Vol. 6, No. 15-16 (August 15, 2013)

Azerbaijan’s information and communication technologies sector: Some development peculiarities

Fuad Aliyev & Zaur Valiyev
ICT Marketing Center
Baku, Azerbaijan 

The development of the information and technology sector is a key aspect of Azerbaijan’s future, according to the 2012 “Azerbaijan 2020: Future Look” concept paper.  That sector has been growing at an annual rate of more than 20 percent over the last decade, a trend that is projected by the Communication and Information Technologies Ministry to continue.  Indeed, it may at some point become a more important source of national income than the oil and natural gas sector.

The Azerbaijan government has been actively promoting this latter trend through a variety of agencies and institutions, although overall state spending on this sector is estimated between AZN 45-60 mln. and only represents about two percent of the state budget.  The latter amount, in turn, is dispersed across a number budget sectors.  Thus, the “financial support for executive bodies” section features, as part of its “general public services” item, expenses for the Ministry of Communication and Information Technologies (MCIT).  The MCIT expenses are also included in the budget’s “education” section as part of the “other services in education” item.  They also feature in the “culture, arts, information, body training and other activities” section under the latter’s “radio, television and publishing” item.  The budget’s “transport and communication” section involves expenses, under the “communication heading,” for MCIT and “Azercosmos LLC.”  The “transport and communication” section features the MCIT expenses for sectorial reforms, as well as salary, pension improvement, and other similar measures.  Finally, the budget’s “industry and construction” section features some related infrastructural expenses, including the construction of Regional Information Centers, the establishing of the centralized radio monitoring network, as well as the MS program licensing for 10,000 governmental PCs.      

Notwithstanding the seemingly low share of public expenditure allocated to ICT needs, the impact of that spending, together with private sector actions, has been impressive as the following table shows.

The number of Internet users per 100 inhabitants has grown from 8 to 70 over the last seven years, the kind of growth partly associated with significant decreases in Internet access tariff per capita monthly income and Internet access tariff (20 hours per month) from 4.5 to 0.5 AZN and from 5 to 1.5 AZN respectively.  Consequently, a significant share of income in the telecommunication sector is Internet generated: over 70 percent of it comes from Internet service payments.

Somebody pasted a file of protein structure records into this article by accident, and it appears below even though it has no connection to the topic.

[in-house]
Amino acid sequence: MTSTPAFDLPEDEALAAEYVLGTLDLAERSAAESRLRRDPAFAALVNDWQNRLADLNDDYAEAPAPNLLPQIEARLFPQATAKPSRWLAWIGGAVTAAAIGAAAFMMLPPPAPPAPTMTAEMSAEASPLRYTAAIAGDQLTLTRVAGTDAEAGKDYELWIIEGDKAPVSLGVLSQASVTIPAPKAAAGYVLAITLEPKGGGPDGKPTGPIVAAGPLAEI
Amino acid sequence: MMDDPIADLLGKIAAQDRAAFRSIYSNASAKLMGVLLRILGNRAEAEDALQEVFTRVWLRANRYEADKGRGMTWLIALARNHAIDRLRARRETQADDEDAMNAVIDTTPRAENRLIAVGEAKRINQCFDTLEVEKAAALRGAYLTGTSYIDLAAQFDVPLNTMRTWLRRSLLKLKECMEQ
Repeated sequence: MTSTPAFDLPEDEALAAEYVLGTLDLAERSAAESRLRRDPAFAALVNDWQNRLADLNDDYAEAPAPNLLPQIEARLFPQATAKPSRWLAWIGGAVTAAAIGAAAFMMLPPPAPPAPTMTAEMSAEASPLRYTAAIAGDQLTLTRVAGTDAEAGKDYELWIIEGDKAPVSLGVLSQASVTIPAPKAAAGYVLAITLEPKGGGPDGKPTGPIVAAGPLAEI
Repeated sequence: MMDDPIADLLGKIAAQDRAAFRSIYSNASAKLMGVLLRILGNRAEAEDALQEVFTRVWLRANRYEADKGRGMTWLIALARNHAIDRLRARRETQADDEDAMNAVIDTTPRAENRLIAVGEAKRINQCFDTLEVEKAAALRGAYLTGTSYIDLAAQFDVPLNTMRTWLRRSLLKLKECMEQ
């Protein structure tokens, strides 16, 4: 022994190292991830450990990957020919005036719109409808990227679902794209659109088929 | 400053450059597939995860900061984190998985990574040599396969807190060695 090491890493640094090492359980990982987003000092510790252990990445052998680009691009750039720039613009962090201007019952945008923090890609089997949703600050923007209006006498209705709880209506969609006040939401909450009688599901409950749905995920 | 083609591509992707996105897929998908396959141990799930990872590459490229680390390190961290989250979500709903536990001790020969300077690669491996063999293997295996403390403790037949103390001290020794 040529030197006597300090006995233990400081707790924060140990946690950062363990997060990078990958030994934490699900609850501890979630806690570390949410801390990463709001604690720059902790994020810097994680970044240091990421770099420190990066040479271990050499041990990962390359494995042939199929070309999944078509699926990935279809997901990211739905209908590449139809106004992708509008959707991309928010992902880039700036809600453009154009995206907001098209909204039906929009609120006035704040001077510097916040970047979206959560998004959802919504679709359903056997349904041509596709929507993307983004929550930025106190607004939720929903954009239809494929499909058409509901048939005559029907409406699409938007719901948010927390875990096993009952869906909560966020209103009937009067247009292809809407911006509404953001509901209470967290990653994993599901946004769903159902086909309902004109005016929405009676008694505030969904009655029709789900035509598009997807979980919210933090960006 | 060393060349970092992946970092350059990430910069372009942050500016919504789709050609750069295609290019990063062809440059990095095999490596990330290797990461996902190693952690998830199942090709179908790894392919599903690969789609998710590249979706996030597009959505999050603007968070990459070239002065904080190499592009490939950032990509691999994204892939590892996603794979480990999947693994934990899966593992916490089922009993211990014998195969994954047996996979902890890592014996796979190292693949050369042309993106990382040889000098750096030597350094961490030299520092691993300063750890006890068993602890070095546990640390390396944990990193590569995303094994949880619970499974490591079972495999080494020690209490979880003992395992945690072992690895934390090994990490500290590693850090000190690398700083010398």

Notably, the largest share of income in ICT lies with the mobile communications sector.  The number of mobile subscribers has grown seven times over the last ten years to now reach 10 million, the average ratio of mobile phone users being 1.10 to 1.00.       

Azerbaijan’s achievements in this area have been recognized in a number of international reports.  According to the World Economic Forum’s 2013 Global Information Technologies report, Azerbaijan currently ranks 56th among 144 countries for “networked readiness index,” five places higher than a year ago.  Furthermore, it came 9th among those countries in terms of government support for the ICT sector and 1st for the extent of the population’s mobile service usage.  The UNDP’s Global E-Government Readiness report ranked Azerbaijan 96th among 190 countries, while the E-Government development index ranked it sixth among 33 countries evaluated.  And the E-readiness index this year said that the country had risen from 66th to 64th place.

The ICT Development Index and ICT Price Basket Index ranked Azerbaijan 68th out of 155 countries for 2011, up 13 places from a year earlier and making Azerbaijan one of the ten countries which have dramatically improved their standing on this measure.  Among CIS countries, Azerbaijan also advanced, this time to sixth place.  As far as the ICT Price Basket Index is concerned, Azerbaijan ranked 52nd among 161 countries and second among CIS states.  That report noted that Azerbaijan has the highest level of internet use among the Commonwealth. 

The core features underlying the comparative development of ICT across the globe are reflected in four international reports and five indexes.  Three of these indexes have demonstrated an improvement of Azerbaijan’s positions, a development one could take as expressive of the rapid growth and growing potential of the ICT sector in Azerbaijan.